Encyclopedia of Metalloproteins

2013 Edition
| Editors: Robert H. Kretsinger, Vladimir N. Uversky, Eugene A. Permyakov

Scandium and Albumin

Reference work entry
DOI: https://doi.org/10.1007/978-1-4614-1533-6_200023

Definition

This contribution refers to the features of albumin and its interactions with scandium. Albumin is commonly found in blood plasma, and is unique to other plasma proteins in that it is not glycosylated. Albumin is the most abundant plasma protein in mammals and is produced in the liver and forms a large proportion of all plasma proteins. The human version is human serum albumin, and it normally constitutes about 60% of human plasma proteins. Human serum albumin is a single peptide chain of 585 amino acids, held in three homologous domains by 17 disulfide bonds. Within each domain are two long loops plus one shorter loop. The S–S bonds provide stability while the intervening peptide strands allow for flexibility. The configuration includes 67% alpha helix and 10% beta turn.

The main function of albumin is to regulate the colloidal osmotic pressure needed for proper distribution of body fluids between intravascular compartments and body tissues. It also binds water, cations...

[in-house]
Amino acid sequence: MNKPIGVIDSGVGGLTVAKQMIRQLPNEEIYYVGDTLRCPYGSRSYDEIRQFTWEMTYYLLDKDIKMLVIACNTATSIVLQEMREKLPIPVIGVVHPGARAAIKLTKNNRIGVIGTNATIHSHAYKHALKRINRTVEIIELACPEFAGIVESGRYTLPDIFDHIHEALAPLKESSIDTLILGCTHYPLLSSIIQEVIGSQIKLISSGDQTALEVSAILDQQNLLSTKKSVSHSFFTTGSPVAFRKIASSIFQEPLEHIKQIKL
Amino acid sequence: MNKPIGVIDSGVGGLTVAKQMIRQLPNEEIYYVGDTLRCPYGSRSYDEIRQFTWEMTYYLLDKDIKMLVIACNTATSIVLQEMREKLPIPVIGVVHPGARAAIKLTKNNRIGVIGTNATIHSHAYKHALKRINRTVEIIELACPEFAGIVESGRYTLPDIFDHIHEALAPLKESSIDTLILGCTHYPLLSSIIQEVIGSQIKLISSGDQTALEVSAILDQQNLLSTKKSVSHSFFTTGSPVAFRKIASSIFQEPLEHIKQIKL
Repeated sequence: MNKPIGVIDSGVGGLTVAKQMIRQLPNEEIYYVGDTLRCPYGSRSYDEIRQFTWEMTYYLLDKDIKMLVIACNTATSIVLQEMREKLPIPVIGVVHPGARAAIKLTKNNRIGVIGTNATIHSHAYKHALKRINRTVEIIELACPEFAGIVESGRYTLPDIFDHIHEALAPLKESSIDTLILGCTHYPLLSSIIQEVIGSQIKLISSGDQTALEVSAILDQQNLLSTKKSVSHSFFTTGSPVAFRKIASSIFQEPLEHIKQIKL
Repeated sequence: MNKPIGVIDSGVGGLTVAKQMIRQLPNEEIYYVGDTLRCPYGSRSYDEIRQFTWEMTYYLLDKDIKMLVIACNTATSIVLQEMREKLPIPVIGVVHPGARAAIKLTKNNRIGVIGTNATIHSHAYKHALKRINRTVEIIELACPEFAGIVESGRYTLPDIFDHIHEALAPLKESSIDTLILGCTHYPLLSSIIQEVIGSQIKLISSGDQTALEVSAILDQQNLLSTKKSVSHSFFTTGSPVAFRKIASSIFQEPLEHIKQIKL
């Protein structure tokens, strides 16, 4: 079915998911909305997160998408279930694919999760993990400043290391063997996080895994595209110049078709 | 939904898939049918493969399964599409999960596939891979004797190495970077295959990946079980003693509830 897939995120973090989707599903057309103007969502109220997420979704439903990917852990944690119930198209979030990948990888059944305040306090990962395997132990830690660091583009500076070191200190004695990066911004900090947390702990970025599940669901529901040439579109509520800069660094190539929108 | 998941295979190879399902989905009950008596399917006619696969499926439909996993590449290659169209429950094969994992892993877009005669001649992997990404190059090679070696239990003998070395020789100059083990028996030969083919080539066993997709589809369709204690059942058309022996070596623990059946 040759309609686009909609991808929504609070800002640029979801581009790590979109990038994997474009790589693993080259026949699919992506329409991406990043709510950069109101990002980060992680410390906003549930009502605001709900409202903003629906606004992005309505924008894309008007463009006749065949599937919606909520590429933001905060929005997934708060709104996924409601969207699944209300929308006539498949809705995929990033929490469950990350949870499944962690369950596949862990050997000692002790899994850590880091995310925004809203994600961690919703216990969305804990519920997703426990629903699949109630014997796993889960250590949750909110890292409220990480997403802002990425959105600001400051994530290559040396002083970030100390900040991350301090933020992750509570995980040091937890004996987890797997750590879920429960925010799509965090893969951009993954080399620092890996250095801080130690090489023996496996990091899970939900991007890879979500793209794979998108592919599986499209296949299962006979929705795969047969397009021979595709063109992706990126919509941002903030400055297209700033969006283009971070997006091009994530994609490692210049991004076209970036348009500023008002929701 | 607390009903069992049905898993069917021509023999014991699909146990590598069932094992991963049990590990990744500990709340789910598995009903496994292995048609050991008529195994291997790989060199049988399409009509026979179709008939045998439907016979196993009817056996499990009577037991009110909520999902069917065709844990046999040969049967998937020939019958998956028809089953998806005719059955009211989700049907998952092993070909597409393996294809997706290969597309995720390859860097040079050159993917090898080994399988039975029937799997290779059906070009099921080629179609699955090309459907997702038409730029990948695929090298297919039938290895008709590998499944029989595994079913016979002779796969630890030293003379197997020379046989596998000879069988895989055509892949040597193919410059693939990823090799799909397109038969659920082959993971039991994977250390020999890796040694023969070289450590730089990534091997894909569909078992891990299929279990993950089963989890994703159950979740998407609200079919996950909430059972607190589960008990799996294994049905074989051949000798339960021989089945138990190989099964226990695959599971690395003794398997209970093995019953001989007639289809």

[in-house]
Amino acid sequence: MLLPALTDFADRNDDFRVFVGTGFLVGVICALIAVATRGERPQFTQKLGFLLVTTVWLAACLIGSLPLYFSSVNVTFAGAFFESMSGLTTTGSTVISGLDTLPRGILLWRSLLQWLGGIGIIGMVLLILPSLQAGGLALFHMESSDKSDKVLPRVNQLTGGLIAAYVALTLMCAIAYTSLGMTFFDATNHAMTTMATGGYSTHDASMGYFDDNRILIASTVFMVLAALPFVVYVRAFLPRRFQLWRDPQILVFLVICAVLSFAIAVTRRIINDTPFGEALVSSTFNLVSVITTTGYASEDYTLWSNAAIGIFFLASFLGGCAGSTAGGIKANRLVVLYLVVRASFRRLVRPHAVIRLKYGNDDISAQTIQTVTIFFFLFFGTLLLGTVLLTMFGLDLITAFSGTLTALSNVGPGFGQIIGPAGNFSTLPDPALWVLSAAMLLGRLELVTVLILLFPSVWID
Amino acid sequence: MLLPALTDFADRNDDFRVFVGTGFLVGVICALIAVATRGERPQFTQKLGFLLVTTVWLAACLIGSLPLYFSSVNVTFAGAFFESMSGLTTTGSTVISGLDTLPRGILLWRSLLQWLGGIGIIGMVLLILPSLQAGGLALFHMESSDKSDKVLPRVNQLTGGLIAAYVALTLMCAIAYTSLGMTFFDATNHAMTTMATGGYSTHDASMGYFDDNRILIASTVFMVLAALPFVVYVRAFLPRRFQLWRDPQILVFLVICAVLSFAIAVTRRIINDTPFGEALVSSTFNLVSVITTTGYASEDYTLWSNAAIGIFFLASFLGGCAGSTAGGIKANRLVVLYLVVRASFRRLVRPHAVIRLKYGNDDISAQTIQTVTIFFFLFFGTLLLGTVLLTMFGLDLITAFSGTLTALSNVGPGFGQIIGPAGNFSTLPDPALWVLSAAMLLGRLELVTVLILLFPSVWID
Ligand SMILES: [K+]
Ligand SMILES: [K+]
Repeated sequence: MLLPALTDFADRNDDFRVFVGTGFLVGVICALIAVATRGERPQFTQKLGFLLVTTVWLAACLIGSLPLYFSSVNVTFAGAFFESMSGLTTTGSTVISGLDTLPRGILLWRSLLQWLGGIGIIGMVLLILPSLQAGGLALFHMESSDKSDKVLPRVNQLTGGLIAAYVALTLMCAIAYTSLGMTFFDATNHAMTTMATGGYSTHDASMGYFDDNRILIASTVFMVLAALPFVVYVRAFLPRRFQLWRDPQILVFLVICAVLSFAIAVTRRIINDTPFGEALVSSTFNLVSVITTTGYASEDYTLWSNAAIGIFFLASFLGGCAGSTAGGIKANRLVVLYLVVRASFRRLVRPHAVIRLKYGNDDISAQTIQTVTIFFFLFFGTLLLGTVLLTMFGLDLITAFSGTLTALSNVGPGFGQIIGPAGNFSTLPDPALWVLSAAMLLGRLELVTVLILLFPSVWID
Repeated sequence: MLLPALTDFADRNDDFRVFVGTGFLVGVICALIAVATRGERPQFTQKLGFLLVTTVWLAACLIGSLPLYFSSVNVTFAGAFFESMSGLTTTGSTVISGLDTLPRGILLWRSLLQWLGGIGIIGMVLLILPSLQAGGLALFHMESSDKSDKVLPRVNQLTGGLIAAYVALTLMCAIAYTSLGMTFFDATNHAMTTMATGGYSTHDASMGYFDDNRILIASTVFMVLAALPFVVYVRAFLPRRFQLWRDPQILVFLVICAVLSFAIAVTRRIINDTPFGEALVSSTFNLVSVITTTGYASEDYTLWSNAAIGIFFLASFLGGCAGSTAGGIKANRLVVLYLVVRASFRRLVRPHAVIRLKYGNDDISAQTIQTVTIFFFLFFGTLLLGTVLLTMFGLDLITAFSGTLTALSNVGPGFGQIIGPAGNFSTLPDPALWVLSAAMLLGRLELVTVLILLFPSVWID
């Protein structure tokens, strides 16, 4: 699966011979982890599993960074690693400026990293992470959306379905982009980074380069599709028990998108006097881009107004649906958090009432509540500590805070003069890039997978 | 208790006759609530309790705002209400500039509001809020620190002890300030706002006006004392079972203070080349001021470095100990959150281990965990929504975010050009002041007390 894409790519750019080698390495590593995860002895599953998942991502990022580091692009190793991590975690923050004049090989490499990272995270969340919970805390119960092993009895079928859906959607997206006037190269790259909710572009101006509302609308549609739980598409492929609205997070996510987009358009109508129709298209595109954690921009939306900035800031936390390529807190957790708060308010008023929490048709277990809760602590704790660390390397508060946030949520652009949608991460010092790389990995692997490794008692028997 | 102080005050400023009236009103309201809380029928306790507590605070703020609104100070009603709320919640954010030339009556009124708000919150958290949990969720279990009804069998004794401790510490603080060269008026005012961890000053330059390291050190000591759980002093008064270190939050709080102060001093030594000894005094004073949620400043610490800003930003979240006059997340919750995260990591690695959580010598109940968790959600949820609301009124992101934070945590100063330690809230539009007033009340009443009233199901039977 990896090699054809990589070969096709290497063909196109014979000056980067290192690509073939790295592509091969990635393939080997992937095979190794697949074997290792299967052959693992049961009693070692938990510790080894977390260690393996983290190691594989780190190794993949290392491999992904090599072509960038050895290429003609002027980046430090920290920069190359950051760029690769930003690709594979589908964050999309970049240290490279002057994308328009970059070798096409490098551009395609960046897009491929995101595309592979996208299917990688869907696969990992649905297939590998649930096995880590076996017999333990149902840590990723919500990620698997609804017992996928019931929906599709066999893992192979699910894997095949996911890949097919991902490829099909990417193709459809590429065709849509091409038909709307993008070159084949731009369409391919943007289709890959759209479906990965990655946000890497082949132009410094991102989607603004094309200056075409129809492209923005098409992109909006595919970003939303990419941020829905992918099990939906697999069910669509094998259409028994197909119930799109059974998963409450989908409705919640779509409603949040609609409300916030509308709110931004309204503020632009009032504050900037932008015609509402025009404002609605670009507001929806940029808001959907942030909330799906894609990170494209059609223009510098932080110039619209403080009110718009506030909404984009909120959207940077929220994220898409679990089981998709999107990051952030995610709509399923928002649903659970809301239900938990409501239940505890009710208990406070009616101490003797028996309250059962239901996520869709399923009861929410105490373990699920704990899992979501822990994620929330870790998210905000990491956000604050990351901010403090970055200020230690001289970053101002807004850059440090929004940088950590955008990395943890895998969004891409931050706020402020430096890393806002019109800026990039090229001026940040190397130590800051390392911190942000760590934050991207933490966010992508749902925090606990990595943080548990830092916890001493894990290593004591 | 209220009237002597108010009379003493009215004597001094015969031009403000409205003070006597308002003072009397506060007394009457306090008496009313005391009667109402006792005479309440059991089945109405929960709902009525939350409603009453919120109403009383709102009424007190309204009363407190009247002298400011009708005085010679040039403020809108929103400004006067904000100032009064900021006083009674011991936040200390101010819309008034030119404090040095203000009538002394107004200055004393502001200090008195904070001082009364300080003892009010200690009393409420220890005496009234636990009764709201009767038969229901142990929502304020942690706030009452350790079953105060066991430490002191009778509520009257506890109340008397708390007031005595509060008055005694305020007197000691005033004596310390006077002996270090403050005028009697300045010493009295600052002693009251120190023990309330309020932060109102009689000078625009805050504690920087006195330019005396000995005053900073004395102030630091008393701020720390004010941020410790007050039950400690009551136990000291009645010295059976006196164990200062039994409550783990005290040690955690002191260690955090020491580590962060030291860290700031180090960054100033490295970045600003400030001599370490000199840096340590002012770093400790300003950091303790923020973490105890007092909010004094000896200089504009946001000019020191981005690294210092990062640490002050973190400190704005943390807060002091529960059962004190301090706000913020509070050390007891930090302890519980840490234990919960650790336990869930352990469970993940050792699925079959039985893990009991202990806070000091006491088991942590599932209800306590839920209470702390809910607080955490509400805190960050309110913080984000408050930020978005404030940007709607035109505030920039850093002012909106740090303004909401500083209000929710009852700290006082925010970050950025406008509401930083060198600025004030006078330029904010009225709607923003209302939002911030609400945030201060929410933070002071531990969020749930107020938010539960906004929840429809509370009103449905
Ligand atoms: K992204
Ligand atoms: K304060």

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References

  1. Bal W, Christodoulou J, Sadler P, Tucker A (1998) Multi-metal binding site of serum albumin. J Inorg Biochem 70:33–39CrossRefPubMedGoogle Scholar
  2. Banerjee A, Lahiri S (2009) Albumin metal interaction: a multielemental radiotracer study. J Radioanal Nucl Chem 279:733–741CrossRefGoogle Scholar
  3. Rosoff B, Spencer H (1979) Binding of rare earths to serum proteins and DNA. Clin Chim Acta 93:311–319CrossRefPubMedGoogle Scholar

Copyright information

© Springer Science+Business Media New York 2013

Authors and Affiliations

  1. 1.CAS Key Laboratory for Biomedical Effects of Nanomaterials and Nanosafety & CAS Key Laboratory of Nuclear Analytical TechniquesInstitute of High Energy Physics, Chinese Academy of SciencesBeijingChina